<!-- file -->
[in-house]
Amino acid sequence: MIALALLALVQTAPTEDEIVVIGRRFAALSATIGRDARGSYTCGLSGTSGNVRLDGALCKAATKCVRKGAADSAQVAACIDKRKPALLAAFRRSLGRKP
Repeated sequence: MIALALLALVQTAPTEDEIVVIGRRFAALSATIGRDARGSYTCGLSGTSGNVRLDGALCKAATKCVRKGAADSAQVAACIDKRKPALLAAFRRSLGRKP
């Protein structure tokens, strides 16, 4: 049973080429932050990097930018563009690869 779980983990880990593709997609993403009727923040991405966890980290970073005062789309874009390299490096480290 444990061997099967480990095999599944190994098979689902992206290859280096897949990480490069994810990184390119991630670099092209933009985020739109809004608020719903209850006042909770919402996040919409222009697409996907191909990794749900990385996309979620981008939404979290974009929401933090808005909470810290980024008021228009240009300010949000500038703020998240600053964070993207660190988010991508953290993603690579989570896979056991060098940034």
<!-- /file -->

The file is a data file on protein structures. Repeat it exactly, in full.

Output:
[in-house]
Amino acid sequence: MIALALLALVQTAPTEDEIVVIGRRFAALSATIGRDARGSYTCGLSGTSGNVRLDGALCKAATKCVRKGAADSAQVAACIDKRKPALLAAFRRSLGRKP
Repeated sequence: MIALALLALVQTAPTEDEIVVIGRRFAALSATIGRDARGSYTCGLSGTSGNVRLDGALCKAATKCVRKGAADSAQVAACIDKRKPALLAAFRRSLGRKP
């Protein structure tokens, strides 16, 4: 049973080429932050990097930018563009690869 779980983990880990593709997609993403009727923040991405966890980290970073005062789309874009390299490096480290 444990061997099967480990095999599944190994098979689902992206290859280096897949990480490069994810990184390119991630670099092209933009985020739109809004608020719903209850006042909770919402996040919409222009697409996907191909990794749900990385996309979620981008939404979290974009929401933090808005909470810290980024008021228009240009300010949000500038703020998240600053964070993207660190988010991508953290993603690579989570896979056991060098940034």